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Sun, 29 Jun 2014 19:31:44 +0000 http://tynan.com/community/443815
Rialta renovations 2.0 http://tynan.com/community/348515 I learned a lot on my first renovation and after living in the RV for a year I got a lot of scheming done.

I've started painting over that painful brown color using a light coffee palette. I'm putting a layer or two of satan water based polyurethane on top of the latex paint to give it better water/stain/scratch resistance.

I've pulled down the ceiling again (photo 1). I discovered that not all the bolts I used to hold my solar panels on were stainless and the high humidity/winter time condensation caused a lot of rust on them (photo 2).

I'm planning on replacing the ceiling with thin vinyl sheets painted using the above technique, glued directly to the insulation. I'm also considering using fiberglass reinforced sheet of some sorts, http://www.homedepot.com/b/Lumber-Composites-Paneling-Fiberglass-Panels/N-5yc1vZbqk5

It's as expensive as the solid oak sheets I had used, but has the perk of being synthetic, so prolonged moisture during the brutally humid winters wont be an issue.

Does anyone know if there is insulation that's more effective, or what the "R value" of the Rialta's insulation is? Or anything about getting double paned windows into here?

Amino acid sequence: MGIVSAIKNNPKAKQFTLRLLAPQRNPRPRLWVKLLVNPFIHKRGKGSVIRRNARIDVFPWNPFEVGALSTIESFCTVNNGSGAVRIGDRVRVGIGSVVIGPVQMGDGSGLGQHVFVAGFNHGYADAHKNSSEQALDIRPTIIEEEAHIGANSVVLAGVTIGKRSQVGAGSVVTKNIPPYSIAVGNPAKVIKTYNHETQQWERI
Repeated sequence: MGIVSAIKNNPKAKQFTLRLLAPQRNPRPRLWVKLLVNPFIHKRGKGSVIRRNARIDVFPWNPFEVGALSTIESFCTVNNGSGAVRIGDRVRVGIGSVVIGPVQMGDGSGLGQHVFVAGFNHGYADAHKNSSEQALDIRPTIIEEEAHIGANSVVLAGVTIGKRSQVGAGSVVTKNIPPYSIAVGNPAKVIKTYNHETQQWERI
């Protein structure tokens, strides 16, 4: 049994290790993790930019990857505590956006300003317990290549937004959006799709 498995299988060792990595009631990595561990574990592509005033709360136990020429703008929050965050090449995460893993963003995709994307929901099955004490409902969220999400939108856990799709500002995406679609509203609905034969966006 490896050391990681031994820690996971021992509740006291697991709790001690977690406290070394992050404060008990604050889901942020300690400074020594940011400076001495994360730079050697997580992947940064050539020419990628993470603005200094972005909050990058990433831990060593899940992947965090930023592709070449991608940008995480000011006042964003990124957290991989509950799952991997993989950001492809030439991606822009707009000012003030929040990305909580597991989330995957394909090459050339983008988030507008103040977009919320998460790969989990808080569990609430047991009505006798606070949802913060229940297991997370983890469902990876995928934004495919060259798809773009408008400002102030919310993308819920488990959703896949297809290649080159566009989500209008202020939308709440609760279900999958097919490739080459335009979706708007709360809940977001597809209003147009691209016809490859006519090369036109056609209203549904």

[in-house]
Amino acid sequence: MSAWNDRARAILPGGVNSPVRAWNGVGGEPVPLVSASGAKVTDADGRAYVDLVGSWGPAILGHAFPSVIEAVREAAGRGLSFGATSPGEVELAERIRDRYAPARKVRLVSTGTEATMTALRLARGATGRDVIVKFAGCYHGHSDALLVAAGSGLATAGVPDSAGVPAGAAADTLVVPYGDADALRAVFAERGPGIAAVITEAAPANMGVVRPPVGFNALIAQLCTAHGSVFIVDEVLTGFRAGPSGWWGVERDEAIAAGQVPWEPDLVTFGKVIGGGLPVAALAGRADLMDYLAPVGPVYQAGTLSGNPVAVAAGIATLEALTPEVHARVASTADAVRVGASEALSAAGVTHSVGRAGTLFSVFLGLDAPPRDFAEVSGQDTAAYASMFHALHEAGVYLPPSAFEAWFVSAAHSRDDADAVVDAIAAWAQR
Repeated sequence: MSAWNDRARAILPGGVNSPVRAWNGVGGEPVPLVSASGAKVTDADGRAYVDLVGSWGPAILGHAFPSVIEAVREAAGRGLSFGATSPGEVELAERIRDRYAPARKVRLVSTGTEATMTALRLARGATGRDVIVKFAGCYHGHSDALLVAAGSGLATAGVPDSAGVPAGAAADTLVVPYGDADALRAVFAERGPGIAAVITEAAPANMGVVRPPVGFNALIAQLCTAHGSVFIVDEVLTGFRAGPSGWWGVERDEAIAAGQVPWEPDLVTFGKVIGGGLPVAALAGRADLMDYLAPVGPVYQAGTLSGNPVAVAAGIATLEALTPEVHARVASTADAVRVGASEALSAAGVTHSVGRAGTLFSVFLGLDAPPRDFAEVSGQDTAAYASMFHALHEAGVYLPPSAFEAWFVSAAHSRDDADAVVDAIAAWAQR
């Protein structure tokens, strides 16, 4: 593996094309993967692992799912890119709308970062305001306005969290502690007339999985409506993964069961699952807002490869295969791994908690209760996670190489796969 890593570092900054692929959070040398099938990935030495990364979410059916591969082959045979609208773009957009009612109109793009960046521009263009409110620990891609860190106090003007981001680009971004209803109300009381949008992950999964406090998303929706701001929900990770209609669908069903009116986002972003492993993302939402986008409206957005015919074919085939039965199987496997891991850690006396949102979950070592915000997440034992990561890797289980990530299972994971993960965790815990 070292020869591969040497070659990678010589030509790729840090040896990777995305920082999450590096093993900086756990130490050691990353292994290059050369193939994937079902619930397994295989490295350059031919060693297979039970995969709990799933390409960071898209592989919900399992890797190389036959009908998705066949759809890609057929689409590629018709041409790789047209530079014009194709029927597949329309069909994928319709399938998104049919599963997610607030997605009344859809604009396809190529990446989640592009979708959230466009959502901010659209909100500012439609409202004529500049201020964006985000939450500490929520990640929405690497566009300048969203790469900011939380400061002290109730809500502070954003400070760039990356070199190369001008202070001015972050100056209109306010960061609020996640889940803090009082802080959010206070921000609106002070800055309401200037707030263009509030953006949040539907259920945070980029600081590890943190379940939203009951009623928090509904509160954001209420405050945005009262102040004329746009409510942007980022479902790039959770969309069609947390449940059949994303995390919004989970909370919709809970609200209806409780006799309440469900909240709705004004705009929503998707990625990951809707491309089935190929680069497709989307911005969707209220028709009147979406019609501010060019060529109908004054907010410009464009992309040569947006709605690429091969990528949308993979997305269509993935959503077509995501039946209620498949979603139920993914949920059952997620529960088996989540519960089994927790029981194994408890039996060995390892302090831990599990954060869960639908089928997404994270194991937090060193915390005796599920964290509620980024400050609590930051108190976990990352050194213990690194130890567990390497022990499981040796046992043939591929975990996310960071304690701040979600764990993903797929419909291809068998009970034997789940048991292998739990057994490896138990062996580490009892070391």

Originally my solar panels were mounted using fender washers that shown on the inside ceiling and bolts. Because the new ceiling wont be so strong, I'll need to have them underneath. This makes my old method unusable because if you only have access to the outside, you can't hold the other side still and it'll spin in place instead of come undone.

I plan to go by a welding shop and see what they can come up with. I assume a 2x2x.25 or so piece of metal with the bold welded to it, that I cut a slot for in the insulation and silkaflex into place will be good enough. I hope I remember to ask for stainless steel.

Future plans include relocating the fridge, redoing the kitchen top with new range/sink, and a bunch of new kitchen cabinets.

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Thu, 19 Jun 2014 02:41:08 +0000 http://tynan.com/community/348515
Only great people die http://tynan.com/community/297923 I have been to my share of funerals. I am always amazed at how the person is described once they are no longer with us. I had a friend say, "Don't you know?, only great people die". The point is that the person rarely gets portrayed as they really were in life.

If the person had a terrible temper and was difficult to get along with, they get described as "intense" or a "perfectionist". Or "they had an ability to see things that no one else could see".

I recently went to a funeral for a former co-worker. I worked with the person for over 10 years. The person was usually irritated, rushed and rarely had a smile. They were like working with human sandpaper. I couldn't help but laugh when I heard how they described the person as a wonderfully sweet and happy person at the funeral.

The deceased person is always showered with beautiful adjectives. I can understand that it is being respectful, but I do wish there was a bit more honesty. There is a good side and bad side to everybody.